Rambo you see, was a hateful, hostile, raging Jacob ram. If you happened to be the poor, helpless human assigned to feed the sheep for the day, Rambo was ready to draw first blood. He would rear up on his hind legs and come at you head-first, full speed ahead, with those twisted horns of his. Kathy and her team had rescued Rambo from an animal hoarder. There were seventeen animals locked in a very small, filthy stall. One was a dead cow. The other animals were adopted, but Rambo was too violent. Even a few very experienced sheepherders tried to take him in, but they gave up within a few days.
It was hard to know what to do with him. There was deep concern for the safety of farm workers and the rest of the sheep. Rambo was claustrophobic. He was too destructive to keep in a barn stall. He destroyed the fence, “smashed it to smithereens.” It is not untypical for Jacob rams to be highly emotional and extremely dangerous. But even after Kathy had Rambo neutered, nothing seemed to ease him. Alarmed that Rambo might get someone killed, Kathy was advised to “put him down immediately.” “For our own safety,” Kathy said, “I struggled with whether…it was indeed time to give up on Rambo.” In two years, Kathy had seen dozens of injured and traumatized animals be transformed. “This,” she said, “would be our first failure.”
I think Kathy is an example of what Jesus called a good shepherd. She is a sheep-lover, someone who really loves her sheep. She challenges us to rethink what we mean by the word good. She helps us see what good actually looks like.
Framing Exercise: What is Good?
The relationship between Kathy and Rambo helps us better understand the teachings of Jesus we read this morning. It relates to what linguist and cognitive scientist George Lakoff calls framing.
In our text this morning (John 10:11-18), Jesus uses the word good. How we understand what good means depends on how it is framed. “Frames are mental structures that shape the way we [perceive and reason about things.] As a result, frames shape the goals we seek, the plans we make, the way we act, and what counts as a good or bad outcome of our actions.”
By identifying himself as the “good shepherd,” Jesus is in the process of reframing. He takes the everyday experience of tending to sheep and makes a comparison between what is good and what is not good. In comparing the “hired hand” to the “good shepherd,” he is reframing our understanding of what constitutes as good.
Love Without Domination
The deep truths in passages like ours today can elude us because of the way we frame them. I grew up on a farm, and we had all kinds of animals. I’m not sure I would say I loved all of our animals, but like many farmers, I think my folks would say they did. Many farmers will say they love their animals, but what they mean is that they have an attachment to them. They feel a kind of warmth, an affection, a fondness for them. Caring for animals is certainly hard work. While they may call it love, I think most of those human-animal relationships are examples of domination. Rarely do they mean the kind of good love Jesus described in our passage for today.
Let’s begin with a first question: Why would someone get in the business of taking care of sheep? There are many who are widely considered shepherds, but they are not good in Jesus’ sense of the word. The frame here is one of domination. Rather than shepherds, these farmers would more properly called wool harvesters. They see the sheep as a possession. Their relationship is one defined by ownership, based on maximizing their benefit. Their relationship is one of domination. When the sheep are no longer profitable, the relationship ends—and most of the time, that means death for the sheep.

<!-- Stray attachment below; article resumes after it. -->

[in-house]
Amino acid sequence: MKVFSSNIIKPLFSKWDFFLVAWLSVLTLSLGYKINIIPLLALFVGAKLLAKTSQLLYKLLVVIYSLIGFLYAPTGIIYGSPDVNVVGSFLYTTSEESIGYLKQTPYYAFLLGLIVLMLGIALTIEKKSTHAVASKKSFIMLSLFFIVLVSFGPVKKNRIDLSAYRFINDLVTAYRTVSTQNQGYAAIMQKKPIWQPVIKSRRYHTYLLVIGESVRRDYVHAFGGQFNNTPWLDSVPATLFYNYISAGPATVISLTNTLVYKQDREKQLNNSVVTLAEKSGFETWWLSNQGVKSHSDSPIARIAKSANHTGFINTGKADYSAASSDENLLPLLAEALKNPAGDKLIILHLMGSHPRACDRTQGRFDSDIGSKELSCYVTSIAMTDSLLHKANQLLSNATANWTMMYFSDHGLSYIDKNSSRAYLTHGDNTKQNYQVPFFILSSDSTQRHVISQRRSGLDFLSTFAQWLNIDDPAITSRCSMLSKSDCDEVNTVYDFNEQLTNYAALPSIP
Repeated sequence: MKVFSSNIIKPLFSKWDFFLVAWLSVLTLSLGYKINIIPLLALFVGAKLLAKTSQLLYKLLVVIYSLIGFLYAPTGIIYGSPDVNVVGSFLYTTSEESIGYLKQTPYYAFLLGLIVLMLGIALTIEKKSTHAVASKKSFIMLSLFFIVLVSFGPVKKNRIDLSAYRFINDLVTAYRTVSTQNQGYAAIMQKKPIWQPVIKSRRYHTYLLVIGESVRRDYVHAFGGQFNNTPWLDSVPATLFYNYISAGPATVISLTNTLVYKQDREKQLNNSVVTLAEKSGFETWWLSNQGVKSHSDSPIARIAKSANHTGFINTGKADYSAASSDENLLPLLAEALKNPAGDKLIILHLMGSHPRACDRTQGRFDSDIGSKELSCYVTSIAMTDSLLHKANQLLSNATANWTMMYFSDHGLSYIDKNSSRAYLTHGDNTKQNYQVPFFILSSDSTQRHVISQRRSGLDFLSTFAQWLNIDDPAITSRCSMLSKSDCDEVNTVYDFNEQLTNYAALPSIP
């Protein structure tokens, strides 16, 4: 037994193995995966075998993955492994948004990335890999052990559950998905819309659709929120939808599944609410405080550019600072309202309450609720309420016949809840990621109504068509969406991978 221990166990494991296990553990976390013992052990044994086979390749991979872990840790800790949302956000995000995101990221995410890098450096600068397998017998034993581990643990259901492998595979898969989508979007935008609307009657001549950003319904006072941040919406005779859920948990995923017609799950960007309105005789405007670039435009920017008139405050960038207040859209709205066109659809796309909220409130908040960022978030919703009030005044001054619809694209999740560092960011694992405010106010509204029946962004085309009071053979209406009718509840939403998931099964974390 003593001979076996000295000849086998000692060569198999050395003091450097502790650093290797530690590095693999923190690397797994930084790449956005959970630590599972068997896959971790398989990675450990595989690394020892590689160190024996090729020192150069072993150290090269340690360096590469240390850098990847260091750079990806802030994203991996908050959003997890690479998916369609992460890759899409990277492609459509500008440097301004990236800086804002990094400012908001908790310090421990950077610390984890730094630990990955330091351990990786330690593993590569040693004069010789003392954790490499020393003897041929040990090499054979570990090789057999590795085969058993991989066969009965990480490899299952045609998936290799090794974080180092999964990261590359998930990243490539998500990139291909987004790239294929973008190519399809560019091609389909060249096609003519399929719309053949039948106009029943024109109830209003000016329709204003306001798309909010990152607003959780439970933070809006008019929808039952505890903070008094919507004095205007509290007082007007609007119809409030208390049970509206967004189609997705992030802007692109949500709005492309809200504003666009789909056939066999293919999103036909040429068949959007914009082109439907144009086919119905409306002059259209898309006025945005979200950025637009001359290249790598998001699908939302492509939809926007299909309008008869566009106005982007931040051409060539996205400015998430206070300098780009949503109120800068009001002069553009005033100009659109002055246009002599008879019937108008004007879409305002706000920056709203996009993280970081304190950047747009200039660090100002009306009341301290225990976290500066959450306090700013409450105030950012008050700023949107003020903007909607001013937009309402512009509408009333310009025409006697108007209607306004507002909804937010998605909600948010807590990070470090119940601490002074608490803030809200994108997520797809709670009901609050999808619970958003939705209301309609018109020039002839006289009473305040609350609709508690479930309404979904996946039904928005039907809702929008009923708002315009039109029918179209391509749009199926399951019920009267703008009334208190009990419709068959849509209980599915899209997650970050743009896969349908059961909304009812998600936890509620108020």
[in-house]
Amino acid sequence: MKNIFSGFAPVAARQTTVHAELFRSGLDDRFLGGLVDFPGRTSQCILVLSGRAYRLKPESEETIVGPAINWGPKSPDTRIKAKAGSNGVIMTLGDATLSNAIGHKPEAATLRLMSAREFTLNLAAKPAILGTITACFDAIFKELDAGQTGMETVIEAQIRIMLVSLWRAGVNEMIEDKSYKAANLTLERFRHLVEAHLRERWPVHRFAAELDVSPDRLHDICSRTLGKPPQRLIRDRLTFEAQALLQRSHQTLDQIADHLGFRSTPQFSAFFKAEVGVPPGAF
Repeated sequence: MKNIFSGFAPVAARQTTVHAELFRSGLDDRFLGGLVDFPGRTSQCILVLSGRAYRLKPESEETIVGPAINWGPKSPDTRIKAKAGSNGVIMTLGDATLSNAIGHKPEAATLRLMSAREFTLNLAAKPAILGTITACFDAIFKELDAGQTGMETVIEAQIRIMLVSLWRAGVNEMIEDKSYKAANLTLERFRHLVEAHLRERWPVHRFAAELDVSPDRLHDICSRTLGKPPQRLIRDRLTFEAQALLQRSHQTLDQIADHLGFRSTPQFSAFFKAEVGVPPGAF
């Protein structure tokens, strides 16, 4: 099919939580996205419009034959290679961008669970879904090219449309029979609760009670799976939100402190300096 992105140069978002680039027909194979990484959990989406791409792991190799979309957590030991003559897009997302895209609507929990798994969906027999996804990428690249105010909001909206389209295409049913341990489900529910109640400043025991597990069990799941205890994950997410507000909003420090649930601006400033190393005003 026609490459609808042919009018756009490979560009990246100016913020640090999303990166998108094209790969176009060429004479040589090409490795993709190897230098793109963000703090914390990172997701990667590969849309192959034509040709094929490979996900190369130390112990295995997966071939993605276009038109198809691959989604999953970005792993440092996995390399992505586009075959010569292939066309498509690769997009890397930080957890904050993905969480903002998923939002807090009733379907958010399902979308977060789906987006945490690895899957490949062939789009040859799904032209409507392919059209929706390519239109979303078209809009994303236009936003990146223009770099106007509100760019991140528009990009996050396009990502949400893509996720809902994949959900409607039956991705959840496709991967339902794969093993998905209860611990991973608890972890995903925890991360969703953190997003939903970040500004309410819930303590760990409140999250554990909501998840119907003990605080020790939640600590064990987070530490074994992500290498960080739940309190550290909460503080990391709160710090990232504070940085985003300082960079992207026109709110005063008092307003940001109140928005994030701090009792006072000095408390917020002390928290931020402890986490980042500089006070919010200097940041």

The good shepherd, on the other hand, is a sheep lover. They see the sheep, not as possessions but as partners. The frame here is one of nurture and mutual care. The sheep and the caretaker both exist with equal value and dignity. One does not exist for the sake of the other. The benefits that come from this kind of relationship are more spiritual than material. As Richard Rohr puts it, “Material gifts decrease when you give them away. Spiritual gifts, by contrast, increase the more you use them. Yes! You get more love by letting it flow through you… If you love, you will become more loving. If you practice patience, you will become more patient.”
The Teachings of Jesus
Throughout Easter, I have asked us to consider the Resurrection as our divine initiation into life free from the powers of Death (with a capital D), the Domination System that governs our relationships, our institutions, and the way we look at the world. By using the term good shepherd in contrast hired hand, Jesus is offering to free us from the domination system by reframing our understanding of what is good.
In the context of the gospel story, we can assume that the hired hands represent the political and religious leaders of Jesus’ day. They see their relationship to the world under the frame of domination. When danger comes, they run. Protecting their authority, maintaining the status quo, or upholding their religious doctrines are more important than keeping their followers—the “sheep”—from danger. As participants in the Domination System, the sheep exist for the hired hand’s benefit. Everything they do is carried out for their own self-interest.
Jesus, on the other hand, represents the good shepherd. His relationship to the world operates under the frame of nurture and mutual care. Jesus identifies himself not as someone above the people, but as one of them. The shepherd identifies with the sheep as if the shepherd and the sheep share a common nature. For those that maintain a classical trinitarian theology—the Father, the Son and the Spirit are co-equally God—what Jesus says should blow your mind. Jesus says, “Just as the Father knows me and I know the Father,” this is the same as the relationship between the sheep and the good shepherd. When danger comes, Jesus offers his own life for the sake of those he loves. Because for the good shepherd, when the sheep suffer, the shepherd suffers.